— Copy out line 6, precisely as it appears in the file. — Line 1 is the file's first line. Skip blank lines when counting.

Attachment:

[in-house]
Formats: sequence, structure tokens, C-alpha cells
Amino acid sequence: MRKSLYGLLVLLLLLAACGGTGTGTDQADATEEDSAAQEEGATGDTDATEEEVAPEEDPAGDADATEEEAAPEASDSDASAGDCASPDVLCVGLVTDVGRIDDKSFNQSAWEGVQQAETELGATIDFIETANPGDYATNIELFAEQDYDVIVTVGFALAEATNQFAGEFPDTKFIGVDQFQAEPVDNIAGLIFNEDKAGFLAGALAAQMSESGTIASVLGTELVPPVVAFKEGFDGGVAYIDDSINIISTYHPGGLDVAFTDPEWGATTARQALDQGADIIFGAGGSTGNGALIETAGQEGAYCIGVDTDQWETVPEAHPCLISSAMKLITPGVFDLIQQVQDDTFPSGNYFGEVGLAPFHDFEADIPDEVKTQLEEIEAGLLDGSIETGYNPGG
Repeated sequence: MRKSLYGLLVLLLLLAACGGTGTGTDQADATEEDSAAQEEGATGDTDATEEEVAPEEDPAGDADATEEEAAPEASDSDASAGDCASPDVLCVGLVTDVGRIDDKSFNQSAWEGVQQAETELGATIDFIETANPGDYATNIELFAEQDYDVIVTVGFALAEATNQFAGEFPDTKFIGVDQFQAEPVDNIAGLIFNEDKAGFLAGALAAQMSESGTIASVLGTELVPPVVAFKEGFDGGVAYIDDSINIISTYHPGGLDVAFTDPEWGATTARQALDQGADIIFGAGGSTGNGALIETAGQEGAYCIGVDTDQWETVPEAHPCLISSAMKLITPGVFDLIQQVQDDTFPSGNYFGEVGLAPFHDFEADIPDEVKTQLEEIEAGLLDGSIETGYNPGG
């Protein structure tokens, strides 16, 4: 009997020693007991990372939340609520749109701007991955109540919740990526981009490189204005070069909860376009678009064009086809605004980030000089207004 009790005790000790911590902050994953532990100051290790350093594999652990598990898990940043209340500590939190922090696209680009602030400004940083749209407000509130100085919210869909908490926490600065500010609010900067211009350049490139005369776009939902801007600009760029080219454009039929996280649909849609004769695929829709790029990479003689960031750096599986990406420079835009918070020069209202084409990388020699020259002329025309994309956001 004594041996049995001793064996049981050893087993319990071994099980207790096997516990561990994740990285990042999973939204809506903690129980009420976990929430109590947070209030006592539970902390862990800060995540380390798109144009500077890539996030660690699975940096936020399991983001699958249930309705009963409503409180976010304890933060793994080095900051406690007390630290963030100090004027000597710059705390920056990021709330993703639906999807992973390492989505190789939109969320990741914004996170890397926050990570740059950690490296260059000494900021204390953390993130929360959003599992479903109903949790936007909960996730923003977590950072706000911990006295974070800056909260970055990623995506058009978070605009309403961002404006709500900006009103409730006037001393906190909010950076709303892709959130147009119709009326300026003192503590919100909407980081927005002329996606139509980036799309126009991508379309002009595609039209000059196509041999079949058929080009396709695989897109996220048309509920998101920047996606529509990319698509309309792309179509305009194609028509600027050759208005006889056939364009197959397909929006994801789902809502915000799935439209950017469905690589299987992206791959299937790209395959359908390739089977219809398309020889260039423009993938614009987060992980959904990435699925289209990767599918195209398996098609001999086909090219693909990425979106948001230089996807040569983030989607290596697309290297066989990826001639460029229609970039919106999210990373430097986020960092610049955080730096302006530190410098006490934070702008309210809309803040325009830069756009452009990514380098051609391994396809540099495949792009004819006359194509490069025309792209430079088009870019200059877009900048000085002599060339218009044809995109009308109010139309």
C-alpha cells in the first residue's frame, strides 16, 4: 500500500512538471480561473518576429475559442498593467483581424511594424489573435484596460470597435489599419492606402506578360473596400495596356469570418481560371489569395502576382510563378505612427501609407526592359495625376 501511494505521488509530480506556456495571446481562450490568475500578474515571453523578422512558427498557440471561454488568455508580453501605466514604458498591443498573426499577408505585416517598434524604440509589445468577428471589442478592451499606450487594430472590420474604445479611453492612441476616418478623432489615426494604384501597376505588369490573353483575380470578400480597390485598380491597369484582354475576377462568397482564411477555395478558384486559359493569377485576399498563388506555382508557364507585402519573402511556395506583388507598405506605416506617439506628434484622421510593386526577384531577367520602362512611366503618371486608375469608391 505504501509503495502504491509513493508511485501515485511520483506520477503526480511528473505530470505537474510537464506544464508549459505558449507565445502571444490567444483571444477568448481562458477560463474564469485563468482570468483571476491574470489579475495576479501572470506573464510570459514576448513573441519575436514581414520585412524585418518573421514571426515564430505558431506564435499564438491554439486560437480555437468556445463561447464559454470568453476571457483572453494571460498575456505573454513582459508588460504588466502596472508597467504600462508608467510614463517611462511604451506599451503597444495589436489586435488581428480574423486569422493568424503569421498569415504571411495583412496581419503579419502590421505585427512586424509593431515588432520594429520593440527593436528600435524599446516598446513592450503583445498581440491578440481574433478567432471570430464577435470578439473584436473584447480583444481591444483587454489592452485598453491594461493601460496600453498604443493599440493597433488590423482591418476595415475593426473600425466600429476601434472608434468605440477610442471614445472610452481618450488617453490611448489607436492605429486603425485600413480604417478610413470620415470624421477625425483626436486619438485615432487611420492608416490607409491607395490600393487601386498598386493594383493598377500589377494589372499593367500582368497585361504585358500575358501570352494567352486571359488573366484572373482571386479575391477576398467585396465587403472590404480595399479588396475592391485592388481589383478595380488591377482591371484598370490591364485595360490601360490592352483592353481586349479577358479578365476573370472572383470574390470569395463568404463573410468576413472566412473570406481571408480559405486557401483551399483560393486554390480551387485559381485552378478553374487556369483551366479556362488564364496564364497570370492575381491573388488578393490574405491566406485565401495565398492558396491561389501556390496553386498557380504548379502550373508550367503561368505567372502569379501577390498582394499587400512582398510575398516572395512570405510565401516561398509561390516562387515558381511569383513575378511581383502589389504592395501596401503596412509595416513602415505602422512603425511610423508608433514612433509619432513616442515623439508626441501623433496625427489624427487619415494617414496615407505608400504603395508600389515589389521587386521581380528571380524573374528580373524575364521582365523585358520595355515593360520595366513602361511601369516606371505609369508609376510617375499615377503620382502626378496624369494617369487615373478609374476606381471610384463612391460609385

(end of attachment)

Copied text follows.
C-alpha cells in the first residue's frame, strides 16, 4: 500500500512538471480561473518576429475559442498593467483581424511594424489573435484596460470597435489599419492606402506578360473596400495596356469570418481560371489569395502576382510563378505612427501609407526592359495625376 501511494505521488509530480506556456495571446481562450490568475500578474515571453523578422512558427498557440471561454488568455508580453501605466514604458498591443498573426499577408505585416517598434524604440509589445468577428471589442478592451499606450487594430472590420474604445479611453492612441476616418478623432489615426494604384501597376505588369490573353483575380470578400480597390485598380491597369484582354475576377462568397482564411477555395478558384486559359493569377485576399498563388506555382508557364507585402519573402511556395506583388507598405506605416506617439506628434484622421510593386526577384531577367520602362512611366503618371486608375469608391 505504501509503495502504491509513493508511485501515485511520483506520477503526480511528473505530470505537474510537464506544464508549459505558449507565445502571444490567444483571444477568448481562458477560463474564469485563468482570468483571476491574470489579475495576479501572470506573464510570459514576448513573441519575436514581414520585412524585418518573421514571426515564430505558431506564435499564438491554439486560437480555437468556445463561447464559454470568453476571457483572453494571460498575456505573454513582459508588460504588466502596472508597467504600462508608467510614463517611462511604451506599451503597444495589436489586435488581428480574423486569422493568424503569421498569415504571411495583412496581419503579419502590421505585427512586424509593431515588432520594429520593440527593436528600435524599446516598446513592450503583445498581440491578440481574433478567432471570430464577435470578439473584436473584447480583444481591444483587454489592452485598453491594461493601460496600453498604443493599440493597433488590423482591418476595415475593426473600425466600429476601434472608434468605440477610442471614445472610452481618450488617453490611448489607436492605429486603425485600413480604417478610413470620415470624421477625425483626436486619438485615432487611420492608416490607409491607395490600393487601386498598386493594383493598377500589377494589372499593367500582368497585361504585358500575358501570352494567352486571359488573366484572373482571386479575391477576398467585396465587403472590404480595399479588396475592391485592388481589383478595380488591377482591371484598370490591364485595360490601360490592352483592353481586349479577358479578365476573370472572383470574390470569395463568404463573410468576413472566412473570406481571408480559405486557401483551399483560393486554390480551387485559381485552378478553374487556369483551366479556362488564364496564364497570370492575381491573388488578393490574405491566406485565401495565398492558396491561389501556390496553386498557380504548379502550373508550367503561368505567372502569379501577390498582394499587400512582398510575398516572395512570405510565401516561398509561390516562387515558381511569383513575378511581383502589389504592395501596401503596412509595416513602415505602422512603425511610423508608433514612433509619432513616442515623439508626441501623433496625427489624427487619415494617414496615407505608400504603395508600389515589389521587386521581380528571380524573374528580373524575364521582365523585358520595355515593360520595366513602361511601369516606371505609369508609376510617375499615377503620382502626378496624369494617369487615373478609374476606381471610384463612391460609385